Electroreduction of CO2 toward High Current Density: History
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Carbon dioxide (CO2) electroreduction offers an attractive pathway for converting CO2 to valuable fuels and chemicals. Despite the existence of some excellent electrocatalysts with superior selectivity for specific products, these reactions are conducted at low current densities ranging from several mA cm−2 to tens of mA cm−2, which are far from commercially desirable values. To extend the applications of CO2 electroreduction technology to an industrial scale, long-term operations under high current densities (over 200 mA cm−2) are desirable.

  • CO2 electroreduction
  • electrolyzers
  • high current densities
  • electrolytes
  • long-term operations
  • challenges and perspectives

1. Introduction

Electrochemical reduction of carbon dioxide (CO2) to chemicals is considered to be a sustainable strategy in preventing our planet from global warming while keeping the growth of economy. So far, commercially available CO2 electroreduction reaction (CO2ER) technologies are almost nonexistent [1]. A cost-competitive CO2 electrolysis requires a high current density (>200 mA·cm−2), a high selectivity, a low overpotential (<1 V), and a long-term operation (>8000 h or 1 year) [2][3]. Among these factors, the current density is a key indicator for evaluating the catalytic performance, because a higher current density represents a higher reaction rate. Therefore, technical developments regarding electrocatalyst, electrolyzer, electrolyte, and operational condition are greatly demanded in order to realize high current density.
CO2 electroreduction involves different numbers of electrons and protons to produce specific products. Elemental metallic catalysts can be classified into the following three categories according to their major products: (1) Au, Ag, Pd, and Zn to produce CO [4][5][6]; (2) Pb, Bi, Sn, In, and Hg to produce formic acid/formate [7][8][9]; (3) Cu to produce various hydrocarbons [10][11][12]. Although the above catalysts have demonstrated remarkable selectivity towards different products, they are still far away from industrial application, especially regarding the aspect of the current density. However, in order to have a sustainable impact on the environment and climate, industrially relevant research is urgently required [13].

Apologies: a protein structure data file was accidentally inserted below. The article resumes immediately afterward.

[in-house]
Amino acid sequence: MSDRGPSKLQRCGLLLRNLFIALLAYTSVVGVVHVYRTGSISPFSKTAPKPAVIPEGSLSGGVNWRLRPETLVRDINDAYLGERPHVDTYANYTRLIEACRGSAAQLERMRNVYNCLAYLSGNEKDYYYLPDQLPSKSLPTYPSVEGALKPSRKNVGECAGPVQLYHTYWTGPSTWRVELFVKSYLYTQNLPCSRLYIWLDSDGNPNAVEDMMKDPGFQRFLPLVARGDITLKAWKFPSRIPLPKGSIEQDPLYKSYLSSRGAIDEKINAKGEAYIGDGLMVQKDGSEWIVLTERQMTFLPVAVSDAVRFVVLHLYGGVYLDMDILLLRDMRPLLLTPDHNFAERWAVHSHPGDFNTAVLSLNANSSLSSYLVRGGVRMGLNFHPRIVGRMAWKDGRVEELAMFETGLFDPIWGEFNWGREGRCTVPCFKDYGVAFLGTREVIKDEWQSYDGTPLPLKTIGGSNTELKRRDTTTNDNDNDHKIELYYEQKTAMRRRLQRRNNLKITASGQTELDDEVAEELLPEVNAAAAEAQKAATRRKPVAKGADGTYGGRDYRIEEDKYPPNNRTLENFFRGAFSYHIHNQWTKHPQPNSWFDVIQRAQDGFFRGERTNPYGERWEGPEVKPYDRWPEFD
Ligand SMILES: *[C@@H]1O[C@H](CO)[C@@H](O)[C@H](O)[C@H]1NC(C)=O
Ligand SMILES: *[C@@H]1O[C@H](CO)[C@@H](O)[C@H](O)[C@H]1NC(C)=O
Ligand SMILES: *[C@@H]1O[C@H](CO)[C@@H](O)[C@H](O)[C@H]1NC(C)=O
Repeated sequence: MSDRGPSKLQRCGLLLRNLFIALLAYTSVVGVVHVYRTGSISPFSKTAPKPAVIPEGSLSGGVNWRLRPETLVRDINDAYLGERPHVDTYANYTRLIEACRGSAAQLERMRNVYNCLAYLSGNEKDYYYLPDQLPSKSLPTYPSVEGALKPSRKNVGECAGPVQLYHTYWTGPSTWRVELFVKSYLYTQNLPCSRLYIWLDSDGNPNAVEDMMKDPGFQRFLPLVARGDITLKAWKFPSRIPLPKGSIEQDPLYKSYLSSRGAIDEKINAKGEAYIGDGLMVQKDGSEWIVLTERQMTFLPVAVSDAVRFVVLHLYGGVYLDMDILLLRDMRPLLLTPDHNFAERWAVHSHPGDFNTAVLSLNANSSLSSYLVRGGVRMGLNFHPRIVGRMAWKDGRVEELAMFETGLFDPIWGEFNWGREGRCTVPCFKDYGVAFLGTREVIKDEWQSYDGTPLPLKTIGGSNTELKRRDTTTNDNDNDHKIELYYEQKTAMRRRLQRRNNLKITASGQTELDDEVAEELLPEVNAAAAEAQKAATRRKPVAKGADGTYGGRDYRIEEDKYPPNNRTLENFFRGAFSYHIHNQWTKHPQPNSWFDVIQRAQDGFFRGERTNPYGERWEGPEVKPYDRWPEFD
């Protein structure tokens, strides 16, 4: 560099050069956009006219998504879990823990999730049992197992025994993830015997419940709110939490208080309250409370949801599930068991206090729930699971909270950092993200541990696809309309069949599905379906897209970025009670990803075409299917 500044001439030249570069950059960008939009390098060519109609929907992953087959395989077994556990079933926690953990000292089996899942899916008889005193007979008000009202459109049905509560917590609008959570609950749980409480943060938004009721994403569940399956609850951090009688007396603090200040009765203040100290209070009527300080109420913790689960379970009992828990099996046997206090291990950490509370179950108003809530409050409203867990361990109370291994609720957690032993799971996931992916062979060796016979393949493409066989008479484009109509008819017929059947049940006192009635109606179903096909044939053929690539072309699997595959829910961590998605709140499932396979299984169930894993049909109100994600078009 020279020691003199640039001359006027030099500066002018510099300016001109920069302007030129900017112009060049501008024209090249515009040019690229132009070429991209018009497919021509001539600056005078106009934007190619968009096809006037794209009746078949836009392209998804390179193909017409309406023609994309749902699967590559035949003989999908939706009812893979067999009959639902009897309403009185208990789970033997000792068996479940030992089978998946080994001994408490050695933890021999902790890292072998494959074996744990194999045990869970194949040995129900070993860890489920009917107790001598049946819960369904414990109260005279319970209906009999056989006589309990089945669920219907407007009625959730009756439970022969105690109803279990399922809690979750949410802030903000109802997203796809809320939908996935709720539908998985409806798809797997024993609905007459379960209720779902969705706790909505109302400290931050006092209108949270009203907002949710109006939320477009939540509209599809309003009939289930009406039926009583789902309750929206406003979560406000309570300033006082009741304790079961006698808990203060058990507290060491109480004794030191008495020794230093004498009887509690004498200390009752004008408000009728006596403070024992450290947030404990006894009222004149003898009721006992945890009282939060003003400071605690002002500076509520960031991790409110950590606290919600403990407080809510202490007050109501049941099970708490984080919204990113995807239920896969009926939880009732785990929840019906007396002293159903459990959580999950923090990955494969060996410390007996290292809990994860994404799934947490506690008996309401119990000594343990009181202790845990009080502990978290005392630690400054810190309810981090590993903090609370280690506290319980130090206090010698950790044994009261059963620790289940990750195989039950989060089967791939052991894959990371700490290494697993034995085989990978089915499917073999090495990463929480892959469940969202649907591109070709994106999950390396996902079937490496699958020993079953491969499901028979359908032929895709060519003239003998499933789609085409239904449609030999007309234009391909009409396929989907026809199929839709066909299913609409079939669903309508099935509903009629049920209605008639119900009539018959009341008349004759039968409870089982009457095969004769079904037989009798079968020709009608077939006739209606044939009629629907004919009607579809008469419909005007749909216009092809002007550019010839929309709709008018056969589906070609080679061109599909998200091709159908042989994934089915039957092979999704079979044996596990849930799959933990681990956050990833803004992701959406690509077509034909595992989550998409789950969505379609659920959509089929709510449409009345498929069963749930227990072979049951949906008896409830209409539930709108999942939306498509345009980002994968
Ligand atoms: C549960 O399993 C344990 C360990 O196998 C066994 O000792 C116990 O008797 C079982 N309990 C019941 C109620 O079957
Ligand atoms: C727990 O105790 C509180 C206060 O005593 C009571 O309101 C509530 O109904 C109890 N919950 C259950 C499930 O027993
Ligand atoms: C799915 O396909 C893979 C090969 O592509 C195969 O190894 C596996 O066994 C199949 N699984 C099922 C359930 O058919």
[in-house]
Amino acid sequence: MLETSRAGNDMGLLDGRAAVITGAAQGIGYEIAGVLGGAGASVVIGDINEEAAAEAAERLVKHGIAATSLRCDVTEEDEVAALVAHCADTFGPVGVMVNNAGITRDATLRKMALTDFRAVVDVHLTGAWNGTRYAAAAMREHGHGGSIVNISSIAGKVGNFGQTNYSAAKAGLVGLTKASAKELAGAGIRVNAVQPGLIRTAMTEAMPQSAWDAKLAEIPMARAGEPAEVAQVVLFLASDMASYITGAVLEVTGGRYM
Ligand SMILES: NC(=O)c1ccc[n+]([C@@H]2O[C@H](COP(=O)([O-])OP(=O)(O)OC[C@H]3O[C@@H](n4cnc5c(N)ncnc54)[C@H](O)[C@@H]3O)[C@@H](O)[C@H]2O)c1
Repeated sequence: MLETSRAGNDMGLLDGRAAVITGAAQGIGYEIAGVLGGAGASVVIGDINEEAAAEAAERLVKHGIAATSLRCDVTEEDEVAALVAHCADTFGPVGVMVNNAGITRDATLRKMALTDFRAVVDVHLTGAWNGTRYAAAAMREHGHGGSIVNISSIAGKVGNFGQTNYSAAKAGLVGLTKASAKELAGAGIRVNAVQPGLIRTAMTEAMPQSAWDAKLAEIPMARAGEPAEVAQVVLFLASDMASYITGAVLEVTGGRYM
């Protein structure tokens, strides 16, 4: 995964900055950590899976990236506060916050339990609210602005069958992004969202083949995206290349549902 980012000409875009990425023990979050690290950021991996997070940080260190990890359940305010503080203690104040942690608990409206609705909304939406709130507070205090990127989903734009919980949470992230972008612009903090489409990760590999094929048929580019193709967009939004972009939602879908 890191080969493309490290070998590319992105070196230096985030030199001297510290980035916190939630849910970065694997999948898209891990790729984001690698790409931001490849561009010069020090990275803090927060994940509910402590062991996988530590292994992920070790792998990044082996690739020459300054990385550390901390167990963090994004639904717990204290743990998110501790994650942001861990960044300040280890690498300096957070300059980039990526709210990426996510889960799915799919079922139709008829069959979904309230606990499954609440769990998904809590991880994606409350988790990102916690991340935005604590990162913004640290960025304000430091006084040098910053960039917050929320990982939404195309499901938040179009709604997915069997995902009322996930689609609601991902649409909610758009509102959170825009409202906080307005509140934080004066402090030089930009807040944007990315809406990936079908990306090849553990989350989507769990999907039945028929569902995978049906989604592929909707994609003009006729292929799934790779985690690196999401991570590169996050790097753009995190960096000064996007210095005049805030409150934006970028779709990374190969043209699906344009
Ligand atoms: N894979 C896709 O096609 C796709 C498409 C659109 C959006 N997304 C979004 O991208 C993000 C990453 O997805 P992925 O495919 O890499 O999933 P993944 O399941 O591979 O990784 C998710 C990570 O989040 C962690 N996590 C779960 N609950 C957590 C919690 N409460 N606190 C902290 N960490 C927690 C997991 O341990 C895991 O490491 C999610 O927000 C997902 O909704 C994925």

Therefore, the integration of catalyst innovations and reactor designs is desirable. Traditional CO2ERs are conducted in an H-type cell, which is limited to relatively low current densities due to the limited solubility of CO2 in aqueous solution. To meet the requirements for industrialization, various reactor configurations such as the GDE-based flow cell, microchannel reactor, membrane electrode assembly, and high-pressure cell have been developed. Although perovskite catalysts in solid oxide electrolyzer cells (SOECs) can electrolyze CO2 at the gas–solid interface with a high current density [14][15][16], they are not discussed within the scope of this article, due to their restricted operational conditions and products. In an economically practicable electrolyzer, variables related to electrodes, electrolytes, and operations should also be taken into account.

2. Mechanisms of CO2ER

CO2 electrochemical reduction can proceed through reduction pathways involving two to eighteen electrons to produce various products including formic acid (HCOOH)/formate (HCOO), carbon monoxide (CO), methane (CH4), methanol (CH3OH), acetic acid (CH3COOH), ethanal (CH3CHO), ethanol (CH3CH2OH), ethylene (CH2CH2), and others. The most commonly reported reactions are listed below in Table 1.
Table 1. Electrochemical reactions and their equilibrium potentials.
Reaction E0/(V vs. RHE)
2H+ + 2e → H2 0.00
CO2 + 2H++ 2e → CO + H2O −0.10
CO2 + 2H+ + 2e → HCOOH −0.12
CO2 + 6H+ + 6e → CH3OH + H2O +0.03
CO2 + 8H+ + 8e → CH4 + 2H2O +0.17
2CO2 + 8H+ + 8e → CH3COOH + 2H2O +0.11
2CO2 + 10H+ + 10e → CH3CHO + 3H2O +0.06
2CO2 + 12H+ + 12e → CH3CH2OH + 3H2O +0.09
2CO2 + 12H+ + 12e → C2H4 + 4H2O +0.08
3CO2 + 18H+ + 18e → CH3CH2CH2OH + 5H2O +0.10